New technology from the bench of Stanford scientists provides a peek at a critical operation of the human immune system: the targeting and killing of cancer cells.
This advancement helps peg exactly what immune cells "see" when they're attacking a tumor cell, according to a Stanford Medicine study, published in Cell.
Like a bomb-sniffing dog scanning an airport for foul play, immune cells patrol the body for antigens -- specific molecules that alert the immune cell to harmful invaders or mutant cells that could cause damage. Only when these cells find an antigen that they bind to, do they deploy an attack, as in the image above, which depicts three T cells preparing to attack a cancer cell. The idea is, if scientists can figure out which antigens the cells latch onto, they can use that information to develop new immunotherapies -- treatments in which the host's immune system is trained to attack harmful cells.
Now, Stanford researcher Christopher Garcia, PhD, has devised a type of test that, in this case, allows specific molecules derived from immune cells to sift through millions of potential antigen matches, and find the correct fit.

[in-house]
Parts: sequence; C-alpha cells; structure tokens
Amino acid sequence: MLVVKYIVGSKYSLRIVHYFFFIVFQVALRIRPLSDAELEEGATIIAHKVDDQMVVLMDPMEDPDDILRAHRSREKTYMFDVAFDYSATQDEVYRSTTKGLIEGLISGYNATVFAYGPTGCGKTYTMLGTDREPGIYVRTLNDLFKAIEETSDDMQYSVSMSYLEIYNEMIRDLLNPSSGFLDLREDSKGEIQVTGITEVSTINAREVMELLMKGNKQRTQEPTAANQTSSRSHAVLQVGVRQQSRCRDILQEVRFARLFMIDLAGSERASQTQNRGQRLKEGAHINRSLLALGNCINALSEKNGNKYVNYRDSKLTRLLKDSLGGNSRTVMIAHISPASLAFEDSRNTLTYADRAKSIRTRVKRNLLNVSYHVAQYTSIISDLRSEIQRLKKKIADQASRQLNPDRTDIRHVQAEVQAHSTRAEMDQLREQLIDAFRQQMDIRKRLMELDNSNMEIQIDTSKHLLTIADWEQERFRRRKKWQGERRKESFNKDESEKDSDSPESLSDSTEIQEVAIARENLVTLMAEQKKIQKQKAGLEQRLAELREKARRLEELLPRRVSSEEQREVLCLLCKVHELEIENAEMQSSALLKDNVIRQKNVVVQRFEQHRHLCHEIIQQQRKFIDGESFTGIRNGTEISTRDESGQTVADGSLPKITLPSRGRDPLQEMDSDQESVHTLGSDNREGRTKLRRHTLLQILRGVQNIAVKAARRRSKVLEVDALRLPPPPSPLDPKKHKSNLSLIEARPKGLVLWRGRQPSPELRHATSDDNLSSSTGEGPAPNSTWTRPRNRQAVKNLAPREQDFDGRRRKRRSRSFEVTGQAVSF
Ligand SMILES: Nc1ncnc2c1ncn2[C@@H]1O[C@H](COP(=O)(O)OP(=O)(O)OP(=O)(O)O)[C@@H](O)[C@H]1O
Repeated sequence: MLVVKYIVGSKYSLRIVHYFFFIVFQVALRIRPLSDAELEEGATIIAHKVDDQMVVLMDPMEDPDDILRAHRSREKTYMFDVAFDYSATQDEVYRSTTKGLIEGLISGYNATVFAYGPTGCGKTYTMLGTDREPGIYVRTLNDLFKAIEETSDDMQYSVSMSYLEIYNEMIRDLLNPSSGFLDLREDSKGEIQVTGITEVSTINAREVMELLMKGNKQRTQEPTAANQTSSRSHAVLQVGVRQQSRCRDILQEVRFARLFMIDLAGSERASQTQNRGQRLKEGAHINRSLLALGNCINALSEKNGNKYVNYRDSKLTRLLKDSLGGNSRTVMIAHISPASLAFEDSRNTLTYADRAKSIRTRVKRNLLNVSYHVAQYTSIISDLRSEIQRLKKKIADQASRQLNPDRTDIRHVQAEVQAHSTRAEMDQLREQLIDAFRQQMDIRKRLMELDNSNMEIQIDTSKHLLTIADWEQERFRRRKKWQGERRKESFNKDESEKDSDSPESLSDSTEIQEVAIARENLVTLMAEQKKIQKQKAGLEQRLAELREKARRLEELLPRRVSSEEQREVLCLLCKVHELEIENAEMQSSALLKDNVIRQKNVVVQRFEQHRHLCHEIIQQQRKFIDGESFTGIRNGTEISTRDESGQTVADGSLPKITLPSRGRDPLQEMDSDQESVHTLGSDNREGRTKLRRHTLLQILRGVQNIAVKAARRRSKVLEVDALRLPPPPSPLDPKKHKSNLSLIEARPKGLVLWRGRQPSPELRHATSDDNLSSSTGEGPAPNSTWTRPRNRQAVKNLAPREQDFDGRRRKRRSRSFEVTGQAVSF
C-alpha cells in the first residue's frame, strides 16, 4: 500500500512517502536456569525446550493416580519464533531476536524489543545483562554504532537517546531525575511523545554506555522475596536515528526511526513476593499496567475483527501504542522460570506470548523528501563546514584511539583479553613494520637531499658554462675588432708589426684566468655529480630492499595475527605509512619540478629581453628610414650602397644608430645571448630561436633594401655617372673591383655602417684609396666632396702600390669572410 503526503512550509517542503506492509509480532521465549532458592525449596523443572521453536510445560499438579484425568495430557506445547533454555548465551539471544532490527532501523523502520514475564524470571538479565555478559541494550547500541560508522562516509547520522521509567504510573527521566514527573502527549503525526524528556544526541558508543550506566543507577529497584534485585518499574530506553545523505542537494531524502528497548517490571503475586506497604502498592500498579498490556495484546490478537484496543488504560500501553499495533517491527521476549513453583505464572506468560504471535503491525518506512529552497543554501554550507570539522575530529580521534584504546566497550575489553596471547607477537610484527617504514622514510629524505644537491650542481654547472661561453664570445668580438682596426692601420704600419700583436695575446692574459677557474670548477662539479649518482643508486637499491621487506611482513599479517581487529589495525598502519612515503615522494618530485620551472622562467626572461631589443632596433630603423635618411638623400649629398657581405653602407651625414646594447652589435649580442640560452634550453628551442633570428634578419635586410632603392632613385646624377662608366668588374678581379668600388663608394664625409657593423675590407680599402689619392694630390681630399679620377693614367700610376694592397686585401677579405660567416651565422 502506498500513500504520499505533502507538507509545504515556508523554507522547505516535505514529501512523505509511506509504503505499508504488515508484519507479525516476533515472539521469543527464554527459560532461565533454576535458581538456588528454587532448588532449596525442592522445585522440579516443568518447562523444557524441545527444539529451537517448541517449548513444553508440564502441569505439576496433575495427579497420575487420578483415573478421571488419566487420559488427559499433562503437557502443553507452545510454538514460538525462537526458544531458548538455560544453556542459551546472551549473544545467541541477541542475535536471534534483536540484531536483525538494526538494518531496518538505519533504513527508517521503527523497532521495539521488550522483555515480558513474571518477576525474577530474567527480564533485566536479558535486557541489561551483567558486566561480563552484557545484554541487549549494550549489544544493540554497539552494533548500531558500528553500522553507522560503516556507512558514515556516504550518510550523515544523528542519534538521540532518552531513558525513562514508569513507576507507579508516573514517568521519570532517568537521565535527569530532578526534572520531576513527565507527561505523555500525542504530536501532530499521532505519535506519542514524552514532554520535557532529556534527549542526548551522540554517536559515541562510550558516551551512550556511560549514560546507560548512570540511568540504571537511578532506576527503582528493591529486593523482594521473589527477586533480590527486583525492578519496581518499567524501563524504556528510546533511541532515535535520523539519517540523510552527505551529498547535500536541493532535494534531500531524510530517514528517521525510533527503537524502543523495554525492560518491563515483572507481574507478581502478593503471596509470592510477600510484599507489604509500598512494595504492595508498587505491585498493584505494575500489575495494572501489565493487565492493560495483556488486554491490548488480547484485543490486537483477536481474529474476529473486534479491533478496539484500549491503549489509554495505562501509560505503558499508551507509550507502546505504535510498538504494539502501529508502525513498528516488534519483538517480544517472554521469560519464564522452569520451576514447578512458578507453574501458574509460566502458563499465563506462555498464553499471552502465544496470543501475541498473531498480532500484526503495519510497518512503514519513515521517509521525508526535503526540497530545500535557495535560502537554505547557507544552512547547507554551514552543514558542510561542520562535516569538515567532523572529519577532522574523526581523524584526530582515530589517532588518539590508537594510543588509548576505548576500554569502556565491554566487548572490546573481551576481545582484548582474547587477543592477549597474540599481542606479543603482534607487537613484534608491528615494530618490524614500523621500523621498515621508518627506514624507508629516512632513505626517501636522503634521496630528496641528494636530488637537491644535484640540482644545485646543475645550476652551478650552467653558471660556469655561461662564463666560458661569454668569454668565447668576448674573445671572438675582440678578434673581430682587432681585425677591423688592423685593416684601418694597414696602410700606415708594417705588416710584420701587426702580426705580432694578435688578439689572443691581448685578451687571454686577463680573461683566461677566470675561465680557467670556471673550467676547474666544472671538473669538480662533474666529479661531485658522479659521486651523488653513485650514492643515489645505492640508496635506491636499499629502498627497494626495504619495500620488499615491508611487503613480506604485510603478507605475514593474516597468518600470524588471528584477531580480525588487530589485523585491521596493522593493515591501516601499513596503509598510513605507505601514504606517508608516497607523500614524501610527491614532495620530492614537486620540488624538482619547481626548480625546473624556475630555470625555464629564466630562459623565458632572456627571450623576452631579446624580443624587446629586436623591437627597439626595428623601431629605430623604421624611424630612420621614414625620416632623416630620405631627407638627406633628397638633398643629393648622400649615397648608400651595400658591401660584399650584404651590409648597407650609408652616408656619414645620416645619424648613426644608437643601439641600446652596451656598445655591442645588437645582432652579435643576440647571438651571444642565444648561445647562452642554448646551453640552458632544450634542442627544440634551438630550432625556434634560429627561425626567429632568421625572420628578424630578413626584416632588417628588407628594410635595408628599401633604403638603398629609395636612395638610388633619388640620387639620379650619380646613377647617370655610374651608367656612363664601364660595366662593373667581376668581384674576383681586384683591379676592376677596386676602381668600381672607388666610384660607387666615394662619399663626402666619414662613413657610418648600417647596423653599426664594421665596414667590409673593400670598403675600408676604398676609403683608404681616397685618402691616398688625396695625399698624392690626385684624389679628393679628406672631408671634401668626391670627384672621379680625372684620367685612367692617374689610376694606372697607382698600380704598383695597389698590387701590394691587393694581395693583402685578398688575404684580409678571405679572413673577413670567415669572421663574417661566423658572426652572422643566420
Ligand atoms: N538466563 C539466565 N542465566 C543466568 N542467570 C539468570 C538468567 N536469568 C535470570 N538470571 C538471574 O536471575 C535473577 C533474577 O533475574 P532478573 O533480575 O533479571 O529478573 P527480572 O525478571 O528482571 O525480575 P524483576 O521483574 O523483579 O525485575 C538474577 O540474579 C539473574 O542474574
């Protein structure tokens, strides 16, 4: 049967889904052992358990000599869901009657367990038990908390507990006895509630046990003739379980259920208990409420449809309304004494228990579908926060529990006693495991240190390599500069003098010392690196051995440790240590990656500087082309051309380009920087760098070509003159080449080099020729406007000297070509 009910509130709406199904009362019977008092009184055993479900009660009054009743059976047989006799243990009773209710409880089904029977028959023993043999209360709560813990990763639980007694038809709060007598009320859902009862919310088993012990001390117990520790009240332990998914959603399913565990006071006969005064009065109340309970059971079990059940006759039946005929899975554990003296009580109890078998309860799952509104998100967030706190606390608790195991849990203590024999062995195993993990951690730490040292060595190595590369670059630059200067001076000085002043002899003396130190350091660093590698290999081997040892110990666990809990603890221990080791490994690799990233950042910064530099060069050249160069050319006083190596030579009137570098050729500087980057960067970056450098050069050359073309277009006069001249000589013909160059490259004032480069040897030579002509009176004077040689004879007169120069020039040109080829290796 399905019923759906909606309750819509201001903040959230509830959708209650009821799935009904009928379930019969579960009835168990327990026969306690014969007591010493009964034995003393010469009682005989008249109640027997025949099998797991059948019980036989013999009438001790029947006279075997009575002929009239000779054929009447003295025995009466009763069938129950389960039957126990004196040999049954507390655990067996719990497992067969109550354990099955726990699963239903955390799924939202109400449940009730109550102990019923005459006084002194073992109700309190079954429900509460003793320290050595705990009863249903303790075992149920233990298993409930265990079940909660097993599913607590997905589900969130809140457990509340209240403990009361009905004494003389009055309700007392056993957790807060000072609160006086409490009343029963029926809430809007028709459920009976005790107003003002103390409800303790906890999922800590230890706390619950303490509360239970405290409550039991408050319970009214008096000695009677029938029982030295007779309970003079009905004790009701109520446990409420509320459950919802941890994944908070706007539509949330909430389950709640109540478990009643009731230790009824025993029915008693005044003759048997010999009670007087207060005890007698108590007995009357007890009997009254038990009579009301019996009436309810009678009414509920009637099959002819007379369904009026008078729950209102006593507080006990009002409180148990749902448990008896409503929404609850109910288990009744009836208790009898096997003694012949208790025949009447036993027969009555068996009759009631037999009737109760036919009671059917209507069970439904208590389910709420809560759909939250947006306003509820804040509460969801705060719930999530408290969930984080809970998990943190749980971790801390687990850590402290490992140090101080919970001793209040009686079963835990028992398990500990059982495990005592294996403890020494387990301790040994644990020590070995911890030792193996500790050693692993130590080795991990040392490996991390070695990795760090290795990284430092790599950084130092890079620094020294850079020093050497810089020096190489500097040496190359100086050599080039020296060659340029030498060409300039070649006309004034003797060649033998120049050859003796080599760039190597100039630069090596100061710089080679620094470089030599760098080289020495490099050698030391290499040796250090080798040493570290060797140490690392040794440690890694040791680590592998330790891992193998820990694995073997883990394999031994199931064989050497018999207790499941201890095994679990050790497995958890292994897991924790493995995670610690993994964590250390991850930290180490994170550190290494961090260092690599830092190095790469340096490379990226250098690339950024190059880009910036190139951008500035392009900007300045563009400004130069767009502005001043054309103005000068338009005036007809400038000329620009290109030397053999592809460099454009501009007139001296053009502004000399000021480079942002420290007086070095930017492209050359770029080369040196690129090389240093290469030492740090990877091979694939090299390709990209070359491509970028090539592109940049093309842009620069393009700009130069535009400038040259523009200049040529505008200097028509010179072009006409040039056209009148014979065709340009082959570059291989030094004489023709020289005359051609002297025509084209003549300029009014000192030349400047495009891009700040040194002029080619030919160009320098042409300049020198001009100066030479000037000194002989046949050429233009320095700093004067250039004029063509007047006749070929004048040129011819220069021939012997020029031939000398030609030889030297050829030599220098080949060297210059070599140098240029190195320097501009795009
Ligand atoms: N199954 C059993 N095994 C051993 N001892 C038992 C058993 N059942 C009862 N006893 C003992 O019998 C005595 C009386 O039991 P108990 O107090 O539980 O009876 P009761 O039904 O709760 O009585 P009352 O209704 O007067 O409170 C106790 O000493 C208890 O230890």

From our release:
'The whole foundation of immunotherapy depends on immune cells recognizing specific antigens on tumor cells. That's the basis of the actual killing event -- where the rubber hits the road,' Garcia said. 'But currently we know very few tumor antigens, and there's just been no good way of discovering them.'
Here, Garcia said, is where he sees potential for the new biochemical screen to expedite the identification process... 'This screen is a completely unbiased way of taking a random T cell receptor that's infiltrated a tumor and interrogating it to find out exactly what antigen it is actually seeing,' Garcia said.
Initially, Garcia said he and his colleagues developed the biochemical screen to answer a different, more fundamental question about biology: How do receptors see antigens in the first place?
"I developed the tool to ask that very basic question, not thinking about immunotherapy, or anything like that," said Garcia. "But it was the answer to that question that made us think immediately, 'Okay now we have to go after antigens for tumors of infiltrating T cells."
Ten years later, through the combined power of the new biochemical screen, deep sequencing data and a powerful algorithm, Garcia and his colleagues have been able to single out two antigens targeted by T cell receptors that were previously unknown.
Previously: Previously elusive targets for cancer immunotherapy identified, Successful immunotherapy requires a body-wide response, say Stanford researchers and Corrective braces adjust cell-surface molecules' positions, fix defective activities within cells
Photo by Alex Ritter, Jennifer Lippincott Schwartz and Gillian Griffiths, NIH